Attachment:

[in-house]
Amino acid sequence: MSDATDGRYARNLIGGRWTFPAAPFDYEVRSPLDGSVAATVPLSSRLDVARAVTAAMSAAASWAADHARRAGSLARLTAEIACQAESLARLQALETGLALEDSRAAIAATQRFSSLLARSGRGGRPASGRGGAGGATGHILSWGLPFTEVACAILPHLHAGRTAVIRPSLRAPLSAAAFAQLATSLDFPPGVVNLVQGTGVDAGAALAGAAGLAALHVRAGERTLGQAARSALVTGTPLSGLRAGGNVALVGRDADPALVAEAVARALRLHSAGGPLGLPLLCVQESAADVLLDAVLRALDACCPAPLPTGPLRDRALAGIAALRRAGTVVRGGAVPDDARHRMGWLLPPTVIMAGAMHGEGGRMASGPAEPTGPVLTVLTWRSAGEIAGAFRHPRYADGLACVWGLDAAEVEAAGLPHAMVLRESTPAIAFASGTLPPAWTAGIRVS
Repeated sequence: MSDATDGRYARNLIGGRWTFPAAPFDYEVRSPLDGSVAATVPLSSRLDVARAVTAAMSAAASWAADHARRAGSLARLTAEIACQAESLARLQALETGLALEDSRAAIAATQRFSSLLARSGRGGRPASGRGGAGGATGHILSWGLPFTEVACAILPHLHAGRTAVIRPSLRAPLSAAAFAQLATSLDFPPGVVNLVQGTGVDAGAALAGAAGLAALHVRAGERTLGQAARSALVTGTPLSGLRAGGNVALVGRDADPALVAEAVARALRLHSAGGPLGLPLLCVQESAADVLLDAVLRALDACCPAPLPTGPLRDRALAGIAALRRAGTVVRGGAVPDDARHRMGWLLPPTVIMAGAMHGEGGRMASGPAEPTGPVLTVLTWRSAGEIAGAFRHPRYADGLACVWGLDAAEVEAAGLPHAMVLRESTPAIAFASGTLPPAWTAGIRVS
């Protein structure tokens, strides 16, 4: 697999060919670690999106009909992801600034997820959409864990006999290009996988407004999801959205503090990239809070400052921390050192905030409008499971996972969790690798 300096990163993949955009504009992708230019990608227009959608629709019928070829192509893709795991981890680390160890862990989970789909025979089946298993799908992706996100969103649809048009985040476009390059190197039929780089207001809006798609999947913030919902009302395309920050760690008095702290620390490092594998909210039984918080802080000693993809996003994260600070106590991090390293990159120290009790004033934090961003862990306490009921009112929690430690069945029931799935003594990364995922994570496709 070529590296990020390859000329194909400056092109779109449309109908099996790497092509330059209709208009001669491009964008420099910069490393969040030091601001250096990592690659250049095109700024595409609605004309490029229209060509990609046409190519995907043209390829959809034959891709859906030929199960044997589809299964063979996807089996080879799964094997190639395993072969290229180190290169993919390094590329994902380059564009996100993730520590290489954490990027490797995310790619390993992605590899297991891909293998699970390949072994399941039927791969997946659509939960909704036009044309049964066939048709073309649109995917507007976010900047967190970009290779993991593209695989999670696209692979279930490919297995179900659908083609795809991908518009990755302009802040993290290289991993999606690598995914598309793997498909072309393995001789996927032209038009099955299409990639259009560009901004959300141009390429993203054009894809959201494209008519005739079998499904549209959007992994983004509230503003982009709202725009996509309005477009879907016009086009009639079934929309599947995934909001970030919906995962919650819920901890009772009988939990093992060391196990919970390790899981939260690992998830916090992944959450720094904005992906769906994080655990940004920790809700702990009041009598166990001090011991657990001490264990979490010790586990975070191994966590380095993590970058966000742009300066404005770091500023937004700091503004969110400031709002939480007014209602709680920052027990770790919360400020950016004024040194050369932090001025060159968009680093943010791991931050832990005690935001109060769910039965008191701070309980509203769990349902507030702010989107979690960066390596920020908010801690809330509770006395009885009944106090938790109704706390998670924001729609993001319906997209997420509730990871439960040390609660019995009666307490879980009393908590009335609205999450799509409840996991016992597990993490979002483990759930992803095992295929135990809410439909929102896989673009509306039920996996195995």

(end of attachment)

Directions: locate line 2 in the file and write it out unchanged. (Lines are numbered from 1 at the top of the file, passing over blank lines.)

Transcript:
Amino acid sequence: MSDATDGRYARNLIGGRWTFPAAPFDYEVRSPLDGSVAATVPLSSRLDVARAVTAAMSAAASWAADHARRAGSLARLTAEIACQAESLARLQALETGLALEDSRAAIAATQRFSSLLARSGRGGRPASGRGGAGGATGHILSWGLPFTEVACAILPHLHAGRTAVIRPSLRAPLSAAAFAQLATSLDFPPGVVNLVQGTGVDAGAALAGAAGLAALHVRAGERTLGQAARSALVTGTPLSGLRAGGNVALVGRDADPALVAEAVARALRLHSAGGPLGLPLLCVQESAADVLLDAVLRALDACCPAPLPTGPLRDRALAGIAALRRAGTVVRGGAVPDDARHRMGWLLPPTVIMAGAMHGEGGRMASGPAEPTGPVLTVLTWRSAGEIAGAFRHPRYADGLACVWGLDAAEVEAAGLPHAMVLRESTPAIAFASGTLPPAWTAGIRVS